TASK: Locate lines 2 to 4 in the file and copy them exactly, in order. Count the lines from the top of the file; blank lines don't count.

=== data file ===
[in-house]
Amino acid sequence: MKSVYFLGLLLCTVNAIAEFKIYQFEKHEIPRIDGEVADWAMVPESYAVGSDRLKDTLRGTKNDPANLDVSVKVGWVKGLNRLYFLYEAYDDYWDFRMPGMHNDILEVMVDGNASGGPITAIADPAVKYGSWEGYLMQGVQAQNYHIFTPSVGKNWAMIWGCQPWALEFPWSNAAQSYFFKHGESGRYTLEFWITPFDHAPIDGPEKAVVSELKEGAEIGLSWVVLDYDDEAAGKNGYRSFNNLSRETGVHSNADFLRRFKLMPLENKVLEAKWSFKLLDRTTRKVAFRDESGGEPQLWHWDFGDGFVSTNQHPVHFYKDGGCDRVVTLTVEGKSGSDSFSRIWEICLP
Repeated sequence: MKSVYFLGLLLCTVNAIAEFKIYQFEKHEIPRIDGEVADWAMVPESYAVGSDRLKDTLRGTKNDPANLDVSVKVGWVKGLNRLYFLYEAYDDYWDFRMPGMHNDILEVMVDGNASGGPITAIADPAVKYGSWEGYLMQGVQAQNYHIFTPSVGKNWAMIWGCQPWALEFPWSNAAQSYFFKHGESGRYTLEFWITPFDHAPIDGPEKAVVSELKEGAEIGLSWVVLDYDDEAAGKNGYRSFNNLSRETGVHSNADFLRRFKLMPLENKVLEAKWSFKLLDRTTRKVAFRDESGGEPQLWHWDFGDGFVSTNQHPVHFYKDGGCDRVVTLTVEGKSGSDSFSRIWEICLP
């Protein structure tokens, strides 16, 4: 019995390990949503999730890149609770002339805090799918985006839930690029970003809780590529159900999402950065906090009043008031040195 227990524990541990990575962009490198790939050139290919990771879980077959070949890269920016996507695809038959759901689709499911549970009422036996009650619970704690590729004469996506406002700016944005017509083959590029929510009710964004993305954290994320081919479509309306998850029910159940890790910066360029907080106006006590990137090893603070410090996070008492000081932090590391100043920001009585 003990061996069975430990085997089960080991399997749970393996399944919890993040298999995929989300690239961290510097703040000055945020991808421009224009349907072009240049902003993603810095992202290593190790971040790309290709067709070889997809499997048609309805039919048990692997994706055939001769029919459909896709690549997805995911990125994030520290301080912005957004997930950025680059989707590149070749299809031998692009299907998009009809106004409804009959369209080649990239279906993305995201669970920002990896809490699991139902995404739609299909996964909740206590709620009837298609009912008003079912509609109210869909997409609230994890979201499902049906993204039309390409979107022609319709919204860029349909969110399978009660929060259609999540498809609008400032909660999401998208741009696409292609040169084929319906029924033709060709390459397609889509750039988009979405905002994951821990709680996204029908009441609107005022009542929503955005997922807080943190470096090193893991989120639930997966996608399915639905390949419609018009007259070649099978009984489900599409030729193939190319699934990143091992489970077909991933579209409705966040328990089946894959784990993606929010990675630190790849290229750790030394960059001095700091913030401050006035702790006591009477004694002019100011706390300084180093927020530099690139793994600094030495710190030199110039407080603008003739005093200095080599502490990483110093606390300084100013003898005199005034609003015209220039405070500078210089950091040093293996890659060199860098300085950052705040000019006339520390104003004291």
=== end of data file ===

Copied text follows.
Amino acid sequence: MKSVYFLGLLLCTVNAIAEFKIYQFEKHEIPRIDGEVADWAMVPESYAVGSDRLKDTLRGTKNDPANLDVSVKVGWVKGLNRLYFLYEAYDDYWDFRMPGMHNDILEVMVDGNASGGPITAIADPAVKYGSWEGYLMQGVQAQNYHIFTPSVGKNWAMIWGCQPWALEFPWSNAAQSYFFKHGESGRYTLEFWITPFDHAPIDGPEKAVVSELKEGAEIGLSWVVLDYDDEAAGKNGYRSFNNLSRETGVHSNADFLRRFKLMPLENKVLEAKWSFKLLDRTTRKVAFRDESGGEPQLWHWDFGDGFVSTNQHPVHFYKDGGCDRVVTLTVEGKSGSDSFSRIWEICLP
Repeated sequence: MKSVYFLGLLLCTVNAIAEFKIYQFEKHEIPRIDGEVADWAMVPESYAVGSDRLKDTLRGTKNDPANLDVSVKVGWVKGLNRLYFLYEAYDDYWDFRMPGMHNDILEVMVDGNASGGPITAIADPAVKYGSWEGYLMQGVQAQNYHIFTPSVGKNWAMIWGCQPWALEFPWSNAAQSYFFKHGESGRYTLEFWITPFDHAPIDGPEKAVVSELKEGAEIGLSWVVLDYDDEAAGKNGYRSFNNLSRETGVHSNADFLRRFKLMPLENKVLEAKWSFKLLDRTTRKVAFRDESGGEPQLWHWDFGDGFVSTNQHPVHFYKDGGCDRVVTLTVEGKSGSDSFSRIWEICLP
């Protein structure tokens, strides 16, 4: 019995390990949503999730890149609770002339805090799918985006839930690029970003809780590529159900999402950065906090009043008031040195 227990524990541990990575962009490198790939050139290919990771879980077959070949890269920016996507695809038959759901689709499911549970009422036996009650619970704690590729004469996506406002700016944005017509083959590029929510009710964004993305954290994320081919479509309306998850029910159940890790910066360029907080106006006590990137090893603070410090996070008492000081932090590391100043920001009585 003990061996069975430990085997089960080991399997749970393996399944919890993040298999995929989300690239961290510097703040000055945020991808421009224009349907072009240049902003993603810095992202290593190790971040790309290709067709070889997809499997048609309805039919048990692997994706055939001769029919459909896709690549997805995911990125994030520290301080912005957004997930950025680059989707590149070749299809031998692009299907998009009809106004409804009959369209080649990239279906993305995201669970920002990896809490699991139902995404739609299909996964909740206590709620009837298609009912008003079912509609109210869909997409609230994890979201499902049906993204039309390409979107022609319709919204860029349909969110399978009660929060259609999540498809609008400032909660999401998208741009696409292609040169084929319906029924033709060709390459397609889509750039988009979405905002994951821990709680996204029908009441609107005022009542929503955005997922807080943190470096090193893991989120639930997966996608399915639905390949419609018009007259070649099978009984489900599409030729193939190319699934990143091992489970077909991933579209409705966040328990089946894959784990993606929010990675630190790849290229750790030394960059001095700091913030401050006035702790006591009477004694002019100011706390300084180093927020530099690139793994600094030495710190030199110039407080603008003739005093200095080599502490990483110093606390300084100013003898005199005034609003015209220039405070500078210089950091040093293996890659060199860098300085950052705040000019006339520390104003004291």